Best Practice Guide on the Control of Arsenic in Drinking Water
Prosun Bhattacharya David Polya Dragana Jovanovic
Arsenic in drinking water derived from groundwater is arguably the biggest environmental chemical human health risk known at the present time, with well over 100,000,000 people around the world being exposed. Monitoring the hazard, assessing exposure and health risks and implementing effective remediation are therefore key tasks for organisations and individuals with responsibilities related to the supply of safe, clean drinking water.
Best Practice Guide on the Control of Arsenic in Drinking Water, covering aspects of hazard distribution, exposure, health impacts, biomonitoring and remediation, including social and economic issues, is therefore a very timely contribution to disseminating useful knowledge in this area. The volume contains 10 short reviews of key aspects of this issue, supplemented by a further 14 case studies, each of which focusses on a particular area or technological or other practice, and written by leading experts in the field. Detailed selective reference lists provide pointers to more detailed guidance on relevant practice.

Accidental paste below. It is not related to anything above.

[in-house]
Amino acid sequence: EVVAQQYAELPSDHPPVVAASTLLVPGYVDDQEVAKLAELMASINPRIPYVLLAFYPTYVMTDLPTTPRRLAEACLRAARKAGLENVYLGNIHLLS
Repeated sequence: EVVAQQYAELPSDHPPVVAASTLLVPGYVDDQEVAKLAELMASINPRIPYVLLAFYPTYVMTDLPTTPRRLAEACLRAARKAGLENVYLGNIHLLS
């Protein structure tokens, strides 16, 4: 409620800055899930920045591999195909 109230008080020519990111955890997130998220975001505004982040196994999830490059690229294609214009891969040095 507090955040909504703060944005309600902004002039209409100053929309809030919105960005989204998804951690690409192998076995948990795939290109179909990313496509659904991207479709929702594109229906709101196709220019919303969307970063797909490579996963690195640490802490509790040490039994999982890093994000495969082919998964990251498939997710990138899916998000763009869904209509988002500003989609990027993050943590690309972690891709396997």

The volume includes coverage of (i) arsenic hazard in groundwater and exposure routes to humans, including case studies in USA, SE Asia and UK; (ii) health impacts arising from exposure to arsenic in drinking water and biomonitoring approaches; (iii) developments in the nature of regulation of arsenic in drinking water; (iv) sampling and monitoring of arsenic, including novel methodologies; (v) approaches to remediation, particularly in the context of water safety planning, and including case studies from the USA, Italy, Poland and Bangladesh; and (vi) socio-economic aspects of remediation, including non-market valuation methods and local community engagement.